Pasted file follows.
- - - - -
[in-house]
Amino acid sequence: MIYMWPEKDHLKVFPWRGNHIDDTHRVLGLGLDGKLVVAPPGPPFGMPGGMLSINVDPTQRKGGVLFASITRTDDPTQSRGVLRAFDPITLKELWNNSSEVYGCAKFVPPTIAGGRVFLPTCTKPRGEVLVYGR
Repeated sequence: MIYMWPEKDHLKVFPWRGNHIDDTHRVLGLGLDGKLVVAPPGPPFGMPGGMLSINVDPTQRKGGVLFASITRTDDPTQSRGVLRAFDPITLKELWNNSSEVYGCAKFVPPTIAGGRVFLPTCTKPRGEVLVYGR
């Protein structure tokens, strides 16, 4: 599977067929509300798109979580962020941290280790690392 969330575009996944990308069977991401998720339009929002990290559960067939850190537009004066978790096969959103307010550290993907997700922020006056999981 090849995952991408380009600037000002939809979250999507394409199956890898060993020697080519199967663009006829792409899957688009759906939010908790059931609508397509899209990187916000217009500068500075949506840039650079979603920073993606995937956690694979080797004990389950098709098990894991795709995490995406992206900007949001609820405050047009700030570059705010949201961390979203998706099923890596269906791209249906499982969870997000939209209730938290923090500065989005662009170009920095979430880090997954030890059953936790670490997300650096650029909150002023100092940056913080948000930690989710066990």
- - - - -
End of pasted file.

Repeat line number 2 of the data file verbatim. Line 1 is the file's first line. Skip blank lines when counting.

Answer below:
Amino acid sequence: MIYMWPEKDHLKVFPWRGNHIDDTHRVLGLGLDGKLVVAPPGPPFGMPGGMLSINVDPTQRKGGVLFASITRTDDPTQSRGVLRAFDPITLKELWNNSSEVYGCAKFVPPTIAGGRVFLPTCTKPRGEVLVYGR